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Opinion
Noah Smith

Jim Simons Proved the Textbooks Wrong — Almost

The genius math professor who ran Renaissance Technologies figured out how to reliably beat the market, but the rules still apply to everyone else.

James Simons, director of Renaissance Technologies Corp. Not a mere mortal.

James Simons, director of Renaissance Technologies Corp. Not a mere mortal.

Photographer: Bloomberg

Jim Simons has stepped down as the chairman of Renaissance Technologies LLC, commonly regarded as the most successful quant hedge fund in history. This marks the end of an era in finance. Throughout Simons’s storied career, Renaissance proved that the finance textbooks — which claim that the market can’t be beaten consistently — were wrong. But the limitations of Renaissance’s success show that the textbooks aren’t completely crazy, either.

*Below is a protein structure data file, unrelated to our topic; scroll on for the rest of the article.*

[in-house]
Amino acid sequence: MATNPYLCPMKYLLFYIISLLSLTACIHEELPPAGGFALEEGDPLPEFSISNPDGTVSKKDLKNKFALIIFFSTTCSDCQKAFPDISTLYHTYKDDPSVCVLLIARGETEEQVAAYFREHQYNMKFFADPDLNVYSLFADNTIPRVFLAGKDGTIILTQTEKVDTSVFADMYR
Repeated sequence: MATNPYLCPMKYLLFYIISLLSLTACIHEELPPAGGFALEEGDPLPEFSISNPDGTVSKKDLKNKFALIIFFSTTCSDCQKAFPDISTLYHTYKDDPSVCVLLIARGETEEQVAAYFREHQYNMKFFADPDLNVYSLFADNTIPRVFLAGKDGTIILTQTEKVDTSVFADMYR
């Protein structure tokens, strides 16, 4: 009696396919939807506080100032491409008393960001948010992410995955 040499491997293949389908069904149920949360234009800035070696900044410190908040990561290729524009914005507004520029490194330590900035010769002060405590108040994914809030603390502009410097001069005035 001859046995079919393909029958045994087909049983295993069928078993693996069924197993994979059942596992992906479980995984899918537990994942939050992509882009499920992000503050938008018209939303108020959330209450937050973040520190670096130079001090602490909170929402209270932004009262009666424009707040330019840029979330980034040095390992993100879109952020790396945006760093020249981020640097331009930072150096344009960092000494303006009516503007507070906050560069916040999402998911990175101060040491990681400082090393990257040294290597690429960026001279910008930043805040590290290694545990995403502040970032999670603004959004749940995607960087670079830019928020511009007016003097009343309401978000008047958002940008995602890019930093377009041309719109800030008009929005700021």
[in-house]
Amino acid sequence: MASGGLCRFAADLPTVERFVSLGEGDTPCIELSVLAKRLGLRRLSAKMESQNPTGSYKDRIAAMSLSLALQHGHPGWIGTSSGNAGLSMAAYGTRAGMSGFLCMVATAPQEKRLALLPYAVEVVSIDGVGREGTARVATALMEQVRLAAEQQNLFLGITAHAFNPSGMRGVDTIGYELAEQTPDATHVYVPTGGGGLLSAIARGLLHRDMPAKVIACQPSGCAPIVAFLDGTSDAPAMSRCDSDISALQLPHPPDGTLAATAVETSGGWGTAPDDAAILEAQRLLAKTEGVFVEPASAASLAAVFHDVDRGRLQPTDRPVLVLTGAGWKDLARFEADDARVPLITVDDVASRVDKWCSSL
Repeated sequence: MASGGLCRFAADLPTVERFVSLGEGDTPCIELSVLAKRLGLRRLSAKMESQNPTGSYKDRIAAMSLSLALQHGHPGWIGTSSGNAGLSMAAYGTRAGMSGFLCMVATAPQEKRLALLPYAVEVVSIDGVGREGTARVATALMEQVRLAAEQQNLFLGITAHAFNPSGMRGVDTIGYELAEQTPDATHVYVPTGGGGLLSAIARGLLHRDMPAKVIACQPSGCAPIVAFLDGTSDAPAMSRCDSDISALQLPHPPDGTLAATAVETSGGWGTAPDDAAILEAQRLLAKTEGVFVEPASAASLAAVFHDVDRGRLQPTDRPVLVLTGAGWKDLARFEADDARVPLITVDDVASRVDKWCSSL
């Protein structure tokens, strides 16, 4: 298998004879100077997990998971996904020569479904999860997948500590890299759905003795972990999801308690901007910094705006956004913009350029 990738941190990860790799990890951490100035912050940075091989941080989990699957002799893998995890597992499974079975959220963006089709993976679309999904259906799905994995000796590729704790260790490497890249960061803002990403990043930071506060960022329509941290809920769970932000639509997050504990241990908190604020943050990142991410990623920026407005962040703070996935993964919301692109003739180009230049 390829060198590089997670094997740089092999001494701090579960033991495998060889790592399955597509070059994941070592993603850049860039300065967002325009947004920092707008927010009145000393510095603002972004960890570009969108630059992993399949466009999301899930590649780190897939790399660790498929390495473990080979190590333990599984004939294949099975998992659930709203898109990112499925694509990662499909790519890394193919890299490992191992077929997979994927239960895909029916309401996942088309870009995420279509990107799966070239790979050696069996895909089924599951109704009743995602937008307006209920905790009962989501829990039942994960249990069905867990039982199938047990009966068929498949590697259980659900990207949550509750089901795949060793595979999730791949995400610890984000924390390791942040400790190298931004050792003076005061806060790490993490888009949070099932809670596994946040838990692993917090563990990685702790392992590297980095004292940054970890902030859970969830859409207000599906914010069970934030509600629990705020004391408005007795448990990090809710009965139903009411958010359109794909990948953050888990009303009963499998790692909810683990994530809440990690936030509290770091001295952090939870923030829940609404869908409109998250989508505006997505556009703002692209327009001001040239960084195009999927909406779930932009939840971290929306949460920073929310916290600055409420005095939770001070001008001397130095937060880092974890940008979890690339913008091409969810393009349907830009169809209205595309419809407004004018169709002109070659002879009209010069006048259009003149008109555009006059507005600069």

The core of basic finance theory is the Efficient Markets Hypothesis. This says that the only way to get consistently higher returns in the stock market is to accept higher risk. The reasoning is that since financial markets involve so many skilled participants all trying to figure out the right price for assets, no trader will be able to retain an informational advantage for very long — if you hit on a winning strategy, it won’t be long before someone else figures it out and copies it, and your advantage is competed away.